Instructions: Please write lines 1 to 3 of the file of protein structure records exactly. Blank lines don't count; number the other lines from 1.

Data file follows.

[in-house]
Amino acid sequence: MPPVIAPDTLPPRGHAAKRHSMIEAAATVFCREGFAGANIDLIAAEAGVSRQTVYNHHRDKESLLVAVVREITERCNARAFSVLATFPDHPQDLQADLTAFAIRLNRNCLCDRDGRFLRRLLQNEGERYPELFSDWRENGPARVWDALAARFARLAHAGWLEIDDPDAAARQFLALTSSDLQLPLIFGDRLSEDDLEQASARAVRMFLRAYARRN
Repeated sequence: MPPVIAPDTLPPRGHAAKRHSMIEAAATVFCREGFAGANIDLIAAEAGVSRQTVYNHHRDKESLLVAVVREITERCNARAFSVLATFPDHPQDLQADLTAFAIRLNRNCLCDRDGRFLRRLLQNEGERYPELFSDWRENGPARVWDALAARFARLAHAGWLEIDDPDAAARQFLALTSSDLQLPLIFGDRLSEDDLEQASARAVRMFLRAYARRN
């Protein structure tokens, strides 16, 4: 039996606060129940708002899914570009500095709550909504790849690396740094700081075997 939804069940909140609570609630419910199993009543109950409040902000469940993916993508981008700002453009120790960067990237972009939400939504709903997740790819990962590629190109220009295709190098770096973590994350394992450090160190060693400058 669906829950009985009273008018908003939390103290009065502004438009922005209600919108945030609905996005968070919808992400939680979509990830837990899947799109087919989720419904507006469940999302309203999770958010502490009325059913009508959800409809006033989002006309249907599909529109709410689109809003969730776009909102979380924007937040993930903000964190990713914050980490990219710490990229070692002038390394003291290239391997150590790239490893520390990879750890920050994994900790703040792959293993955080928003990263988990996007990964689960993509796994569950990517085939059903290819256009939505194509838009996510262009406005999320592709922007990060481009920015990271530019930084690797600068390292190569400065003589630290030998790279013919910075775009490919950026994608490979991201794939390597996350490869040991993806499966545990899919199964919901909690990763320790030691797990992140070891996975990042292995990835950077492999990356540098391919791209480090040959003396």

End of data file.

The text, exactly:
[in-house]
Amino acid sequence: MPPVIAPDTLPPRGHAAKRHSMIEAAATVFCREGFAGANIDLIAAEAGVSRQTVYNHHRDKESLLVAVVREITERCNARAFSVLATFPDHPQDLQADLTAFAIRLNRNCLCDRDGRFLRRLLQNEGERYPELFSDWRENGPARVWDALAARFARLAHAGWLEIDDPDAAARQFLALTSSDLQLPLIFGDRLSEDDLEQASARAVRMFLRAYARRN
Repeated sequence: MPPVIAPDTLPPRGHAAKRHSMIEAAATVFCREGFAGANIDLIAAEAGVSRQTVYNHHRDKESLLVAVVREITERCNARAFSVLATFPDHPQDLQADLTAFAIRLNRNCLCDRDGRFLRRLLQNEGERYPELFSDWRENGPARVWDALAARFARLAHAGWLEIDDPDAAARQFLALTSSDLQLPLIFGDRLSEDDLEQASARAVRMFLRAYARRN